Top Ten Reasons Not to Worry About Protein in a Vegan Diet

Batman meme protein

I’m borrowing the Top Ten Tuesdays meme from my sister at Many Little Blessings today!

A top question that is asked of vegetarians and vegans is “how do you get your protein?” Protein is a combination of amino acids that the body uses for things like metabolism and muscle development. While we do need protein in our diets, it is not as much as is often assumed and plant sources provide perfectly adequate protein.

So, let’s look at the top ten reasons why vegans don’t need to fret about how they can get enough protein.

1. On average, an adult needs between 45-55 grams of protein per day. That’s really not that much! If an individual consumed a cup of beans, 1/3 cup of almonds, ¼ cup of oatmeal, 1 piece of whole wheat bread, and a half cup of tofu in one day, he/she would have 48.5 grams of protein, even without any incidental protein that comes from other veggies etc.

2. BEANS! Legumes are a primary ingredient for most vegetarians and they are full of protein. Most beans have 7-10 grams of protein per 1/2 cup cooked.

  • 3. Nuts. Nuts are also delicious, nutritious, and easy to work into any diet. Check out the protein in some of them:
  • Peanut butter, 2 Tablespoons – 8 grams protein
  • Almonds, ¼ cup – 8 grams
  • Peanuts, ¼ cup – 9 grams
  • Cashews, ¼ cup – 5 grams
  • Pecans, ¼ cup – 2.5 grams

4. Seeds. Most seeds are little bundles of protein. Sunflower, pumpkin, and flax seeds have between 6 and 8 grams of protein in just 1/4 cup and are easy to sprinkle onto salads or sandwiches, or blend into smoothies.

5. Grains. There is more  protein in whole grains than most people realize.

  • Quinoa, ½ cup – 4 grams
  • Bulgar, oats, kasha, ¼ cup cooked – 3 grams
  • Whole wheat bread, 1 slice – 2.5 grams
  • Broccoli, 1 cup cooked – 4 grams
  • Spinach, 1 cup cooked – 5 grams

6. Tofu. Vegan protein does not mean that you have to cook with tofu every day, though it can.  Tofu is very versatile and can be added to many food items with very little impact on flavor.  New tofu eaters may find it more palatable if it is more “dry.”  This can be accomplished by using a tofu press or by freezing a block of extra firm tofu and then thawing in a colander before use.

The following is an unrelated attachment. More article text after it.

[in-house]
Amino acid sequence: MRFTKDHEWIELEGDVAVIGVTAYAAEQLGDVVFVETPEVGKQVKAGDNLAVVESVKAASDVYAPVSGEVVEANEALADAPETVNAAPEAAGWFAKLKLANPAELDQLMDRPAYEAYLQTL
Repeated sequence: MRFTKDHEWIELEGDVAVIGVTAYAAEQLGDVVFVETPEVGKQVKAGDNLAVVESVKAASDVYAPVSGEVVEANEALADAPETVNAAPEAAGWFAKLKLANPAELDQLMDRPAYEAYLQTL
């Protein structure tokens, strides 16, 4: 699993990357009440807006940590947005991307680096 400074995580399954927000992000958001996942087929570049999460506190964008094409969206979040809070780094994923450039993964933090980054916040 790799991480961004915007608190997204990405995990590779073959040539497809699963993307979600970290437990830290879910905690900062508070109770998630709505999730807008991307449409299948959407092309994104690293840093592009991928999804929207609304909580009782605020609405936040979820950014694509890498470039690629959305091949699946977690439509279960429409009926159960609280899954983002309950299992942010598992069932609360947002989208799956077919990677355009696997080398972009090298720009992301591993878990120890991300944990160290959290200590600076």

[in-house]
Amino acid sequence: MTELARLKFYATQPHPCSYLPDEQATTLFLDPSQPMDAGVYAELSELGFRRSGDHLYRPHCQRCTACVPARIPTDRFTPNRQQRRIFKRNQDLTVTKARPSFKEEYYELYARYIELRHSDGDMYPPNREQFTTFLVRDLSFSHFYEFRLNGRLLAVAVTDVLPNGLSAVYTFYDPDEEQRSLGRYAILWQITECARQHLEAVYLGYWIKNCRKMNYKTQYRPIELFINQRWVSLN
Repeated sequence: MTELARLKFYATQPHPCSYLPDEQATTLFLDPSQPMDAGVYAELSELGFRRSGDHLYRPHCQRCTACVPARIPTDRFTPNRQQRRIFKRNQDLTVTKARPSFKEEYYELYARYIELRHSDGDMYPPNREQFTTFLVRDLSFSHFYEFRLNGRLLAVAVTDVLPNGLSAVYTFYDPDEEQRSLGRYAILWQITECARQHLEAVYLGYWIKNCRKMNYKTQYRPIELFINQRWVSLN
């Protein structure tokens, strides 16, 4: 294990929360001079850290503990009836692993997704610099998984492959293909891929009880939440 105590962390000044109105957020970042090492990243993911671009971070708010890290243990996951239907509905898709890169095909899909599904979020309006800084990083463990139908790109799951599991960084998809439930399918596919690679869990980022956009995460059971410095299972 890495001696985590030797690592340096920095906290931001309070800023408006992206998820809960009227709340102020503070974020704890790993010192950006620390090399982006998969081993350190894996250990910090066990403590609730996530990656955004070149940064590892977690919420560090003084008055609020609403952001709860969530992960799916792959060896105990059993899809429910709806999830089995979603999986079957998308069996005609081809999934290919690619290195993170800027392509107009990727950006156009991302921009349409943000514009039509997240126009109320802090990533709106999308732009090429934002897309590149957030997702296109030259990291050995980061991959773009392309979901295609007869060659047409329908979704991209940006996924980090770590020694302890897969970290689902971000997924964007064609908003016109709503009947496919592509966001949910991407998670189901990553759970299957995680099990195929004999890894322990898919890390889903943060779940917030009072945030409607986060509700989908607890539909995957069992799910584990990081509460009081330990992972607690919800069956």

7. Tempeh. Tempeh is another easy way to fit protein in.  Tempeh comes in prepared blocks.  They can be chopped and added to other items, sliced and fried (we love it with bbq sauce), or eaten right out of the package.

8. Dark greens. Even items that you might not think of as protein sources, like dark greens, have protein. So, most healthy-eating vegans get a lot of that “incidental” protein in their diets without much effort.

9. Protein “combining” is not necessary in individual meals. No worries! Your body is actually so clever that it will “hold” the amino acids and do its own combining. And, some of the natural companion foods for vegan proteins are items that would “complete” them anyway. So, things like tortilla chips, rice, corn, couscous, or oatmeal are pretty good fits with the items listed above. It’s likely that you’ll end up with a protein combination in your meal anyway, and it’s almost inevitable over the course of a day.

10. There are plenty of vegan running long distance, boxing, doing competitive weight lifting, swimming, and playing football. When  you take a look at some of them (Robert Cheeke, Brendan Brazier, Tony Fiammetta, Molly Cameron, Matt Frazier), it’s pretty hard to doubt that it is possible to get enough protein in a vegan diet.

If, having read this, you still feel worried, it’s fine to add a protein shake to your day, but there really isn’t a need to obsess about it or have two or three shakes a day. Eat a varied, plant-based diet, and your protein should be fine!



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